Sonos has announced a deal to buy the dutch audio company Mayht, which could enable it to make smaller and lighter speakers while retaining the same market-leading sound.
The $100m acquisition is primarily about the speaker technology created by Mayht. The company has previously claimed it has “reengineered” the transistor, to enable speakers to retain sound quality and bass, in a speaker package that’s ten times smaller.
However, the company also co-created a prototype light-powered Bluetooth speaker with Exeger, which was announced at CES 2022. That speaker also uses the revolutionary transistors. Sonos says the tech will be plugged straight into its product lines, so we can expect to see smaller and lighter Sonos speakers in the years to come.
Certainly smaller than the hulking Sonos Move, which was designed as the company’s first Bluetooth speaker for outdoor use. Our reviewer Kob Monney observed: “Despite its attempts at portability, I’m still unsure as to whether it’s a speaker you’d want to take out of the house. It’s fine for taking to the garden, but hefting it out to the park? I’d feel you’d want something smaller. “Portable” isn’t the right word for it; an “outdoor” speaker sets expectations better.”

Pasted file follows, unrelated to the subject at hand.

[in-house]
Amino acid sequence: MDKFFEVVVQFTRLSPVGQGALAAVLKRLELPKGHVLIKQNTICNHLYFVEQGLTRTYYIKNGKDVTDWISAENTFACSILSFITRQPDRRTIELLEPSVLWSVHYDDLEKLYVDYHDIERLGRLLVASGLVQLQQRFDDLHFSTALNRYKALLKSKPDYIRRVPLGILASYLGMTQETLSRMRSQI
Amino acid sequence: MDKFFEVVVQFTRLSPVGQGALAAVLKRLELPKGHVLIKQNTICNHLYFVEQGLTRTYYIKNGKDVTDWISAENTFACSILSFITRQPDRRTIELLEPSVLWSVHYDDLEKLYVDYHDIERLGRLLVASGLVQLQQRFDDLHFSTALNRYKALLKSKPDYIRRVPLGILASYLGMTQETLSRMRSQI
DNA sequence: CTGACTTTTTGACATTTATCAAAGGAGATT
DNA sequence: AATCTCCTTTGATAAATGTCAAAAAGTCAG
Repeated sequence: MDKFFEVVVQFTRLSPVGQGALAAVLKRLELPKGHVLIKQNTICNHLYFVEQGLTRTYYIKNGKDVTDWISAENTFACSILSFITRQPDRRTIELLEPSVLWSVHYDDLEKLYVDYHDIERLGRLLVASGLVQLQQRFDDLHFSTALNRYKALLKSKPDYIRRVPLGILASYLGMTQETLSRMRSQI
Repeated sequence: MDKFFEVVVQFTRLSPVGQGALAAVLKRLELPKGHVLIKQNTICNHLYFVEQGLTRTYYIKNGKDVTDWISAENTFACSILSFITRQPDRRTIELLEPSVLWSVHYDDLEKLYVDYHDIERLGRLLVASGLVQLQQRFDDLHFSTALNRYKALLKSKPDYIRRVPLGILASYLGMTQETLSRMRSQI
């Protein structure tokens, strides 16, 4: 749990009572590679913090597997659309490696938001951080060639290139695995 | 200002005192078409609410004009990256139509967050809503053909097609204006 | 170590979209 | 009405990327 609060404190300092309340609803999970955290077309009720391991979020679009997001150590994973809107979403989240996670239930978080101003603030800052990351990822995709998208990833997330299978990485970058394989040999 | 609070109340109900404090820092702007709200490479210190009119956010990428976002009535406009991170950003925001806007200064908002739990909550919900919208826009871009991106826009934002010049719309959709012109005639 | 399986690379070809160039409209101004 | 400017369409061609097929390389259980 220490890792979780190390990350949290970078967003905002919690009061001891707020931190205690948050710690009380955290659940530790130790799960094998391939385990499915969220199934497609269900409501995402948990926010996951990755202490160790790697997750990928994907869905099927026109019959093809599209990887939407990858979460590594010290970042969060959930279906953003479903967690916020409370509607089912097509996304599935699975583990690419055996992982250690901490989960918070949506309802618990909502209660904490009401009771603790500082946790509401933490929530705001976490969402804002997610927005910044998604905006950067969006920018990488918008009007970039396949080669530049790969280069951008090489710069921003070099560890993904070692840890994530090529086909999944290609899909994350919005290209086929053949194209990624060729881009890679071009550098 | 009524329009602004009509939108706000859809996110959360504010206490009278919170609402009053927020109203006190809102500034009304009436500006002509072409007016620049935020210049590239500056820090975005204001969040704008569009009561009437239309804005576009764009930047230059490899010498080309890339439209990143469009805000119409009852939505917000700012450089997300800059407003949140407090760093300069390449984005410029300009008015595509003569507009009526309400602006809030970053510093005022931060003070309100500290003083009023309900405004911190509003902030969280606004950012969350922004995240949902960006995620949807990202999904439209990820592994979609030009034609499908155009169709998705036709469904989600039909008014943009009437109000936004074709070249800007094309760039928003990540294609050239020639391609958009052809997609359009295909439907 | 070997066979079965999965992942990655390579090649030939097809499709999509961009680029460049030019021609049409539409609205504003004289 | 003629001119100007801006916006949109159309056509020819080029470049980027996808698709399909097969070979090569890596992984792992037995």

The company also plans to utilise the IP to help its products stand out in the market that’s becoming increasingly competitive following the incursion of Amazon, Apple and Google in recent years.
“Mayht’s breakthrough in transducer technology will enable Sonos to take another leap forward in our product portfolio,” said Patrick Spence, CEO in a press release. “This strategic acquisition gives us more incredible people, technology and intellectual property that will further distinguish the Sonos experience, enhance our competitive advantage, and accelerate our future roadmap.”
His opposite number, Mayht CEO Mattiah Scheek said: “We are very excited and proud to become a part of Sonos. Our dream has always been to set a new standard in the audio industry. The integration of our technology into Sonos products will further revolutionize high quality sound.”